For Brooklyn quintet The National, this is the year of the festival. On the eve of their appearance at the DiS-sponsored Green Man (see our preview articles here), Guitarist Scott Devendorf talks about the great outdoors and their ‘Mr November’. (Article courtesy Big Issue Cymru)
“We've heard a lot of great things about Green Man from friends who live in the UK,” says Devendorf. “It's a small little festival that's off the beaten track and isn't at all like Reading or Leeds. Some of the big ones can be a bit intimidating, so it's going to be really nice to be far out in the countryside for a festival.”
With four highly acclaimed albums to their name, The National's 2007 release Boxer found itself riding high in many end of year polls, including DiS’s. Their sound has been described as an American version of Editors, a comment that can probably be put down to strong baritones fronting both bands and a lyric content full of dark fatalistic optimism. Having built almost their entire tour schedule for this year around the world's music festival season, what has it been like to play to thousands of people who may not have heard them before?
“It's interesting,” Devendorf laughs. “We enjoy it, that's for sure. It's fun to prove yourself if you want to and really, people have come along just to enjoy whatever music is being played. We enjoy that challenge but, at the same time, I guess when given a choice it's always nicer to play your own shows.”
With long lazy summer days where festival goers can enjoy the outdoors music experience and everything else that comes with party, does this hard-working band ever get the opportunity to chill and enjoy the same as everyone else?
“We really like to hang around but for how long depends on our schedule. If we're there for a while we love to check stuff out and get the feel for the place. We played a festival in Hyde Park recently and we had time to go around and check the park out, which we found really exciting.”
The National are an intensely thought provoking indie-alternative band and, as such, not the usual fare for the traditionally folk-orientated Green Man. So how did they end up on the bill?
“We met Iron and Wine at All Tomorrow's Parties at Minehead earlier this year, when we played on the same day as them. They told us about this Welsh festival and, as we were in the middle of stringing a few dates together, we thought we would love to play there. We're looking forward to seeing them again at Green Man.”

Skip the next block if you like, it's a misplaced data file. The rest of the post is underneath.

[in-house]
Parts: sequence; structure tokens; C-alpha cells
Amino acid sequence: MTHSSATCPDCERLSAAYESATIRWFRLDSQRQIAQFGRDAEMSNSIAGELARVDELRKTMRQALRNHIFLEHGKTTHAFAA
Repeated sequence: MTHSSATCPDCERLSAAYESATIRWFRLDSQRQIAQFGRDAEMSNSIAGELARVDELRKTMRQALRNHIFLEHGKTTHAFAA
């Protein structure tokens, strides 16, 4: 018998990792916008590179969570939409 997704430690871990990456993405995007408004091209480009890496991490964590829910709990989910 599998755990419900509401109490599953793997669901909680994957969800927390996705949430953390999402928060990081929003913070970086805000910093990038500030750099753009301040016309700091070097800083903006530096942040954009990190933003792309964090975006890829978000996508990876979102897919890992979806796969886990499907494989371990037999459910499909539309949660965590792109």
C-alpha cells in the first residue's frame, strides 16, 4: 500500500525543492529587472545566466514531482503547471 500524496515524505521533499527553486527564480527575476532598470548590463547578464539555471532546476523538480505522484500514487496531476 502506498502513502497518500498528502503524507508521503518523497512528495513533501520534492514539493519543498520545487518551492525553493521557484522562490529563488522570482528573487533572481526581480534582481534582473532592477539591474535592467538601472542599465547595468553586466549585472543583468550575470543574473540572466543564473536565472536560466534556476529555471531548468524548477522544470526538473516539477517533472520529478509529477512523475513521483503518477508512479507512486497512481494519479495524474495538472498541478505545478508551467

Festivals seem to be a different kind of animal in the United States compared to Europe. Having attained plenty of experience in the ways things are done on both sides of the pond, how does the musician think the two continents differ?
“The UK festival scene has been around for so much longer than that in America,” Devendorf says assuredly. _“In a way, it's a part of UK life, but it's much newer in the US. I think they are similar in their set up though and the successful US festivals seem to be based on the whole European style of doing things.
“There are only a few big US festivals,”_ he continues. “Austin City Limits is great, and so is Lollapalooza. We went to Coachella in Indio, California this year. That is one of the nicest festivals I've ever been to, even down to the grounds where it was held. The setting is unreal as it's in a desert area and it's held at a kind of a manufactured oasis in the middle, with mountains all around. The main way they differ is that US festivals are usually two days at most, while in the UK they are longer and people turn up to camp before it even starts.”
An accurate observation as the Thursday start this week to Green Man proves.
Not usually an openly political band, The National have uncharacteristically climbed their soapbox to declare their active support for the Democratic candidate Barack Obama in the presidential elections. The campaigners have had t-shirts printed with the words ‘Mr November’, the name of a song from their_ Alligator _album, emblazoned across an image of Obama, referring of course to the end-of-year contest. With all proceeds going to the Democratic campaign, what do The National think Obama can do for America?
“We're hoping that he can be the complete opposite of how things have been the last eight years, under George W Bush. I just think that people are really tired of what's happening are really excited by Obama as a candidate.”
Is the newly politicised band behind Obama the man, or simply because he is the Democratic candidate?
“It is because of him. Yes, we're hoping that a Democrat will get into the White House, but realistically we only had two choices,” Devendorf says, alluding to the defeated nominee but hopeful running mate, Hillary Clinton. “But I don't know we would have made a ‘Mrs November’ t-shirt?” the sometime graphic designer says with a smile.
“I don't know if this is right or wrong but I think people are generally excited about him, his personality, and he seems like an interesting, intelligent, well-spoken person and we are excited about him. There has been criticism saying he's just a personality but I don't think that's true. We wanted to do the shirt both because we think he is the candidate and we think he's the right person for the job.”
With all five members originally from Ohio, one of the three traditionally decisive states, the reason for their new public stance is obvious.
“It's not going be a significant contribution, but if we can make some kind of small difference, even if it's just enough money to make another advertisement or something like that. Also, along that same line we've been trying to organise a benefit in Ohio. We just want to find a way of saying, _‘Hey we're from this state and it has made some questionable decisions in the past’.”_
However the American public swings in late autumn, The National intend to continue enjoying their fresh-aired tour for the rest of the summer.
Video: ‘Mr November’ live in New York, 2007